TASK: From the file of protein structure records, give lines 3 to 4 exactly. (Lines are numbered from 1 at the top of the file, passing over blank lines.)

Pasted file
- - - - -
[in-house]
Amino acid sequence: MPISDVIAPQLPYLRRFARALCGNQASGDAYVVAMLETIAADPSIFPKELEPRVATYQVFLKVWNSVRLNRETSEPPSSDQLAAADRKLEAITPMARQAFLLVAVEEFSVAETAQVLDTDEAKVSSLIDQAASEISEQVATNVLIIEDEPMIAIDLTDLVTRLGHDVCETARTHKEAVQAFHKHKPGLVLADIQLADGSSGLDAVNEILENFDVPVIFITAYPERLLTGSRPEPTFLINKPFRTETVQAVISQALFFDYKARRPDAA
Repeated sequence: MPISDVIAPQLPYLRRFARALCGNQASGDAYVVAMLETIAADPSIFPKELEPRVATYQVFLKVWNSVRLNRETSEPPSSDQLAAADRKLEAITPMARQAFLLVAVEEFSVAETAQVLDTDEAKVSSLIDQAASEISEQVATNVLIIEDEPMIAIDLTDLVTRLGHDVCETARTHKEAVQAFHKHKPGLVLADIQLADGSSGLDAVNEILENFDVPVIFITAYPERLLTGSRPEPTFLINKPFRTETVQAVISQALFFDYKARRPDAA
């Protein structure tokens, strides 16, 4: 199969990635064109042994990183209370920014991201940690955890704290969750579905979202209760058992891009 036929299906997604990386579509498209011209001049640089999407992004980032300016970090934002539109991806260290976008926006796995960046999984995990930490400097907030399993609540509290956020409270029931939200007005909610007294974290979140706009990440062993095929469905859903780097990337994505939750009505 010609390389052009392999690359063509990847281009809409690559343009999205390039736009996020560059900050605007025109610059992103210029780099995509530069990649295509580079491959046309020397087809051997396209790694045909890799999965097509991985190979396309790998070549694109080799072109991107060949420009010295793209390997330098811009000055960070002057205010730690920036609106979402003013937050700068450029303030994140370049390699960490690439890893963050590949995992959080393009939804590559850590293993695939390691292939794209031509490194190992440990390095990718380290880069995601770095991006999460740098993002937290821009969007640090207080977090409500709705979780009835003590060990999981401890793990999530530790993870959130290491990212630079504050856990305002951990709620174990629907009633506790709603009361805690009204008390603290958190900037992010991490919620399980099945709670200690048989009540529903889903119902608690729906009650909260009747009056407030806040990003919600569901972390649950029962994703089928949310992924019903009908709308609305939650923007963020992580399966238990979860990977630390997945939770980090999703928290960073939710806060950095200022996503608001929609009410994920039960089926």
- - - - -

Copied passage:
Repeated sequence: MPISDVIAPQLPYLRRFARALCGNQASGDAYVVAMLETIAADPSIFPKELEPRVATYQVFLKVWNSVRLNRETSEPPSSDQLAAADRKLEAITPMARQAFLLVAVEEFSVAETAQVLDTDEAKVSSLIDQAASEISEQVATNVLIIEDEPMIAIDLTDLVTRLGHDVCETARTHKEAVQAFHKHKPGLVLADIQLADGSSGLDAVNEILENFDVPVIFITAYPERLLTGSRPEPTFLINKPFRTETVQAVISQALFFDYKARRPDAA
């Protein structure tokens, strides 16, 4: 199969990635064109042994990183209370920014991201940690955890704290969750579905979202209760058992891009 036929299906997604990386579509498209011209001049640089999407992004980032300016970090934002539109991806260290976008926006796995960046999984995990930490400097907030399993609540509290956020409270029931939200007005909610007294974290979140706009990440062993095929469905859903780097990337994505939750009505 010609390389052009392999690359063509990847281009809409690559343009999205390039736009996020560059900050605007025109610059992103210029780099995509530069990649295509580079491959046309020397087809051997396209790694045909890799999965097509991985190979396309790998070549694109080799072109991107060949420009010295793209390997330098811009000055960070002057205010730690920036609106979402003013937050700068450029303030994140370049390699960490690439890893963050590949995992959080393009939804590559850590293993695939390691292939794209031509490194190992440990390095990718380290880069995601770095991006999460740098993002937290821009969007640090207080977090409500709705979780009835003590060990999981401890793990999530530790993870959130290491990212630079504050856990305002951990709620174990629907009633506790709603009361805690009204008390603290958190900037992010991490919620399980099945709670200690048989009540529903889903119902608690729906009650909260009747009056407030806040990003919600569901972390649950029962994703089928949310992924019903009908709308609305939650923007963020992580399966238990979860990977630390997945939770980090999703928290960073939710806060950095200022996503608001929609009410994920039960089926």